Mouse count: 107
Well the traps are packed away and so I must retire at 107. I was hoping to reach 108 which is quite an auspicious number in Bhutan. (It is said that 108 monasteries were once built in one day). So long Mickey! I held you at bay; but no doubt you are marshalling your forces and will be back causing trouble for the next teacher who comes.
Now, before I start this blog post dear Reader. I must just tell you that a typical post of mine gets about a dozen hits. How curious that my blog entitled 'Naked Dancing' has thus far had 197 hits. Shame on you dear Reader. Shame on you!
Well I must admit, I’ve put off writing this blog entry for a few days. By writing this entry it makes it so final, I have to admit that I’m never going to teach my lovely Class 3 again. Saturday 29 November was my last day with my wonderful Yr 3 class who I have been teaching English and Maths to for the past year.
Unlike in Australia, the kids must pass their exams and continuous assessment if they are to progress to the next grade. Those who fail even one subject may well have to repeat the entire year. Now, I don’t agree with this system at all because it simply puts all the pressure on young children who shouldn’t have to be worrying about such things and puts no pressure at all on the teachers who can simply shrug their shoulders when students fail and blame them for not trying hard enough. I’ve mentioned before that in class 5 (which is mostly comprised of 11 year olds) there are two 16 year old boys struggling with puberty, acne, an interest in girls and no doubt a bruised sense of self-esteem, whilst the rest of their class are still innocents. These boys clearly have learning difficulties and need extra coaching, what they don’t need is to repeat year 5 again.
But, as usual, I digress. I’m pleased to say that all my class passed English but at this stage it looks like two boys have not passed Maths. In year 3, they must sit a national Board Exam and it was such an unfair test that I actually wrote to the board and detailed my complaints question by question. One question was so poorly written that it made no sense whatsoever. (Please see the photo included). Moreover, the test seemed to me to be designed to trip the students up rather than let them demonstrate what they know.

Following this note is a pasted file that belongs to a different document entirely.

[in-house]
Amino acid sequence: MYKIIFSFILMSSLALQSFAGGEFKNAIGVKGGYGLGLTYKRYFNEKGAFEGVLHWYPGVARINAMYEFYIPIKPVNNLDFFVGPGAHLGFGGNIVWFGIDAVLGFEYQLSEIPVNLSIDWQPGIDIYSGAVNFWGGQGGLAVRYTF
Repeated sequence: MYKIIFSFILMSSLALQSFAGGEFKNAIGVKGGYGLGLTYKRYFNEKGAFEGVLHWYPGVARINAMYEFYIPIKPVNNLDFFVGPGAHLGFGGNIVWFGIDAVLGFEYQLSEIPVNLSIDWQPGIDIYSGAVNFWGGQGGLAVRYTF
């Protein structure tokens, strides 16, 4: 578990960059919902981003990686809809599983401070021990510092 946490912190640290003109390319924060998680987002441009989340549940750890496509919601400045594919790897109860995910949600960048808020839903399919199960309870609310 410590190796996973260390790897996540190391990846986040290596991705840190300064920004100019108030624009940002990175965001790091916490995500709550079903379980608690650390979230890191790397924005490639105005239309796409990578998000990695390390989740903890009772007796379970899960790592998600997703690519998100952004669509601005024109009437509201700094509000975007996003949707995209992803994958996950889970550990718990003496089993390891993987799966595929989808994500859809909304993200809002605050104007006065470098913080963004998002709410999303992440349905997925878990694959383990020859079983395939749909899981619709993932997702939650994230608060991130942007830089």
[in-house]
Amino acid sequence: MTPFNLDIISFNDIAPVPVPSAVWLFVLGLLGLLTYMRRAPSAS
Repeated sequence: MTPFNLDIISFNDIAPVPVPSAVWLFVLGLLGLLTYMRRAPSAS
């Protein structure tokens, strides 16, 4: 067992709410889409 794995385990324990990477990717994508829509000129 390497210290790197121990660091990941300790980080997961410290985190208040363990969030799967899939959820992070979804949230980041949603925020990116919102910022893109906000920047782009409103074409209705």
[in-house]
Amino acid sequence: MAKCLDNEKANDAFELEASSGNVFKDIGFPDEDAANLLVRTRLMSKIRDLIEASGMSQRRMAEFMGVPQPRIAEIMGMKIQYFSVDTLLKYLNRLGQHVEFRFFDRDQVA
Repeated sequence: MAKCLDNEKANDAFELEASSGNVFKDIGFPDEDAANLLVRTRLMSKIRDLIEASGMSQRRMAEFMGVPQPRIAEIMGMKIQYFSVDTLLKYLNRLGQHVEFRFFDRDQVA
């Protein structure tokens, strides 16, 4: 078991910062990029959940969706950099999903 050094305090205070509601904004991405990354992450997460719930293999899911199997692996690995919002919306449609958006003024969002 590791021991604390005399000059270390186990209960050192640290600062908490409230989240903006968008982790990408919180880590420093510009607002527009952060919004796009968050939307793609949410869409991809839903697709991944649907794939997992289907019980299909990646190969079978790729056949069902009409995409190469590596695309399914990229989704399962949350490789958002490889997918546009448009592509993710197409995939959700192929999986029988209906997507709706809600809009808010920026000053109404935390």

|Do you know the answer???|
There is also a tendency to ask 2 questions at once and only put one line for an answer. Surprise, surprise, the students tend to only write one answer and thus lose a mark. I’d challenge many Yr 3 kids in Australia to pass this test, and remember my class are doing it in English which is for many a 3rd or even a fourth language!
So, on Saturday, I gave them their tests, asked them to check I’d added up their marks correctly and then said goodbye. I tried to avoid sentimentality and schmaltz and instead chose to carry on talking to them as I have done all year – telling them what a snotty bunch they are!
They truly are a delightful class and my biggest regret in leaving Bhutan is not being their teacher anymore. I am truly proud of them. They’ve had a native English teacher for two years now and their spoken English is simply amazing, I don’t slow down or talk to them any differently than I would to a grade 3 class in Australia. They are a lively bunch; just like in Australia, the boys tend to be a little bit more unruly than the girls but they are always respectful and polite. Some people claim that humour is the hardest thing to grasp in another language but I could always have a joke with them and they could have a joke with me and we got a lot of learning done too!
Goodbye Class III (they love their Roman numerals in Bhutan), I really am going to miss you.